Ver. 17. Not to destroy the law, &c. It is true, by Christ's coming, a multitude of ceremonies and sacrifices, and circumcision, were to cease; but the moral precepts were to continue, and to be complied with, even with greater perfection. (Witham) --- To fulfil. By accomplishing all the figures and prophecies, and perfecting all that was imperfect. (Challoner) --- Our Savior speaks in this manner, to prepare the minds of the Jews for his new instructions. For although they were not very solicitous about fulfilling the law, still they were extremely jealous of any change being made in the letter of the law; more particularly, if the proposed change exacted a more perfect morality. Our Lord fulfilled the law three several ways: 1. By his obedience to the prescribed rites; therefore he says, it behooveth us to fulfil all justice: and who shall accuse me of sin? 2. He observes the law, not only by his own observance of it, but likewise by enabling us to fulfil it. It was the wish of the law to make man just, but found itself too weak; Christ therefore came justifying man, and accomplished the will of the law. 3. He fulfilled the law, by reducing all the precepts of the old law to a more strict and powerful morality. (St. Chrysostom, hom. xvi.)

18 For amen, I say unto you, till Heaven and earth pass, one jot or one tittle shall not pass from the law, till all be fulfilled.

    Ver. 18. Amen. That is, assuredly, of a truth. This Hebrew word Amen, is here retained by the example and authority of all the four evangelists, who have retained it. It is used by our Lord as a strong asseveration,(to state something earnestly or strongly JG), and affirmation of the truth. (Challoner) --- Not one jot (or not one jota), nor one tittle, i.e. not the least letter, nor stroke of a letter; that is, not the least moral precept. Besides every type and figure of the former law, now by my coming shall be fulfilled. (Witham) --- Amen, is retained in the Hebrew, Greek, Syriac, and Armenian languages, as well as in all vulgar idioms. It is a term of asseveration, and equivalent to an oath; and in many places, to make the asseveration still stronger, it is repeated. St. Luke very accurately translates it into nai. St. Paul and St. John unite them nai and amen. (Haydock)

    And it is easier for Heaven and earth to pass, than one tittle of the law to fail. (St. Luke 16: 17)

19 Whosoever, therefore, shall break one of these least commandments, and shall teach men so, he shall be called the least in the kingdom of Heaven: but whosoever shall do and teach, he shall be called great in the kingdom of Heaven.

    Ver. 19. He shall be called; i.e. (by a frequent Hebrew idiom) he shall be the least in the kingdom of Heaven; that is, according to St. Augustine he shall not be there at all; for none but the great in sanctity and virtue shall find admittance into heaven. (Witham) --- Do not then imitate the Scribes and Pharisees, who content themselves with instructing other in the precepts of the law, without practising them themselves, or if they observe the letter, neglect the spirit of the law, performing what it ordains, not to please God, but to satisfy their vanity. (Calmet)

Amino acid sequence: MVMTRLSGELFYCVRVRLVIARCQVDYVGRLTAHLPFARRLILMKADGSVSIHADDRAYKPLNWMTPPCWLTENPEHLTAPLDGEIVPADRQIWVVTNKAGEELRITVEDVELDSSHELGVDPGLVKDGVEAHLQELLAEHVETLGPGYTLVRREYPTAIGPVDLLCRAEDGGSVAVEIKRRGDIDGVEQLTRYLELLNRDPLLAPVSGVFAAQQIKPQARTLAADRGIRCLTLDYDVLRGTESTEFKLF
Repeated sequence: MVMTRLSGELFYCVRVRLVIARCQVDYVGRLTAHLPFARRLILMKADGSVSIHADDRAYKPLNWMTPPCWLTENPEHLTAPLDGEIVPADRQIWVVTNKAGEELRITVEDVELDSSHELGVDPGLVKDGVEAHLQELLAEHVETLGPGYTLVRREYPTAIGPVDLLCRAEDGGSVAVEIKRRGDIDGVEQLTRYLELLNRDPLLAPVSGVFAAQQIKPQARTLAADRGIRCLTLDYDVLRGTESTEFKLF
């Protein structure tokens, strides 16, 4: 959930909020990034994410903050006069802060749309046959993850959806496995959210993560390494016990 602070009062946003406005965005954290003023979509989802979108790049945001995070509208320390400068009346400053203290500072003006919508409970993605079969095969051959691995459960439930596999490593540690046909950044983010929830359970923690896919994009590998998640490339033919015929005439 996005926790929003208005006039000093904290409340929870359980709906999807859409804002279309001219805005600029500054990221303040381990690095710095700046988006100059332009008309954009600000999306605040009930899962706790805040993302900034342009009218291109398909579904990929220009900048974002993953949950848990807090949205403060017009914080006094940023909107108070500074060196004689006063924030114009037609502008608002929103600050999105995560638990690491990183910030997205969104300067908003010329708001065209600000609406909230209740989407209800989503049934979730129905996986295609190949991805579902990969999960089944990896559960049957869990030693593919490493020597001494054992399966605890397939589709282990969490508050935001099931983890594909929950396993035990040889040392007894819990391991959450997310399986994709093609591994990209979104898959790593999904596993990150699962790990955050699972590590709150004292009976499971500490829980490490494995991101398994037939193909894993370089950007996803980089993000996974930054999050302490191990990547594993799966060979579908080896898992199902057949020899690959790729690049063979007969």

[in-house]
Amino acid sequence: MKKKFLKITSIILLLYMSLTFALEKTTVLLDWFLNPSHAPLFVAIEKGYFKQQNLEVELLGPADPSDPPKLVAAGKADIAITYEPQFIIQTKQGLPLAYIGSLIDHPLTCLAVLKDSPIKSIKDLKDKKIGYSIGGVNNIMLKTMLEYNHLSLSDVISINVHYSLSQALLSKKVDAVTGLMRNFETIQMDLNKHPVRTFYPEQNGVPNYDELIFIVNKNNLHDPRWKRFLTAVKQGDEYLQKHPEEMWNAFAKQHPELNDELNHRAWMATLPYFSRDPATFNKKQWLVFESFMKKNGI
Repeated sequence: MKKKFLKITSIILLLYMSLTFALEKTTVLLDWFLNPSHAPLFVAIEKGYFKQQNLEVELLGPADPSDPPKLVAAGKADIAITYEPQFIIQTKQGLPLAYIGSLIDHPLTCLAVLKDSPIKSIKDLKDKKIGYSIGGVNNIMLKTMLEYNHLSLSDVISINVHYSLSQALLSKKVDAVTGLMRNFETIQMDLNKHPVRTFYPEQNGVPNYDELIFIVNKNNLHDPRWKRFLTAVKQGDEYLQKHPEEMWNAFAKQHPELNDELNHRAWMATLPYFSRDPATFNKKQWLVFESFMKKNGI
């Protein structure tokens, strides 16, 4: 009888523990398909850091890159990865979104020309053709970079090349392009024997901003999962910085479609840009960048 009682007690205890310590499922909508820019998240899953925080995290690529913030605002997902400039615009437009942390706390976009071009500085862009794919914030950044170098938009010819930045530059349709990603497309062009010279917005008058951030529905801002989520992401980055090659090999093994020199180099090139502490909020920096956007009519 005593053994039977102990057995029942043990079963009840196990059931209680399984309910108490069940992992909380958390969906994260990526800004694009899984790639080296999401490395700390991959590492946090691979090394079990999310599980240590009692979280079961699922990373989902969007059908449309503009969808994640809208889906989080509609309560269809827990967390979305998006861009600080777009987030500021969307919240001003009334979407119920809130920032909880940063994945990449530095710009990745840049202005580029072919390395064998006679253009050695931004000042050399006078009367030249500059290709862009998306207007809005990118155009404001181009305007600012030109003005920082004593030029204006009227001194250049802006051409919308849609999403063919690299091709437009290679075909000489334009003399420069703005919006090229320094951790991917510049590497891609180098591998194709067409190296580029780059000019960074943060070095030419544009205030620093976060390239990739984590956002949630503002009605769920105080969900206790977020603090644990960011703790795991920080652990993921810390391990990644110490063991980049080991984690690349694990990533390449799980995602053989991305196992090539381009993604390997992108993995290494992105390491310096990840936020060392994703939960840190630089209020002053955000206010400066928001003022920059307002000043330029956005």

Now whosoever shall keep the whole law but offend in one point, is become guilty of all. (James 2: 10)

20 For I say to you, that unless your justice abound more than that of the Scribes and of the Pharisees, you shall not enter into the kingdom of Heaven.

    Ver. 20. Of the Scribes and of the Pharisees. The Scribes were the doctors of the law of Moses; the Pharisees were a precise set of men, making profession of a more exact observance of the law: and upon that account greatly esteemed among the people. (Challoner) --- See how necessary it is, not only to believe, but to keep all the commandments, even the very least. (Bristow) --- Our Savior makes this solemn declaration at the opening of his mission, to shew to what a height of perfection he calls us. (St. Aquinas) --- "Your justice." It is our justice when given us by God. (St. Augustine, in Ps. xxx. lib. de. spir. & lit. chap. ix.) So that Christians are truly just, and have in themselves inherent justice, by observing God's commandments, without which justice of works, no man can be saved. (St. Augustine, de fide & oper. chap. xvi.) Whereby we see salvation, justice and justification, do not come by faith only, or imputation of Christ's justice. (Bristow)

    And the Lord said to him: Now you Pharisees make clean the outside of the cup, and of the platter: but your inside is full of rapine and iniquity. (St. Luke 11: 39)

    John Gregory


          "Catholics who remain faithful to Tradition, even if they are reduced to but a handful, they are THE TRUE CHURCH"
          Saint Athanasius, "Apostle of Tradition" AD 373





John Gregory's FAITHFUL TO TRADITION Wednesday, October 19, 2011, Volume 22, no. 292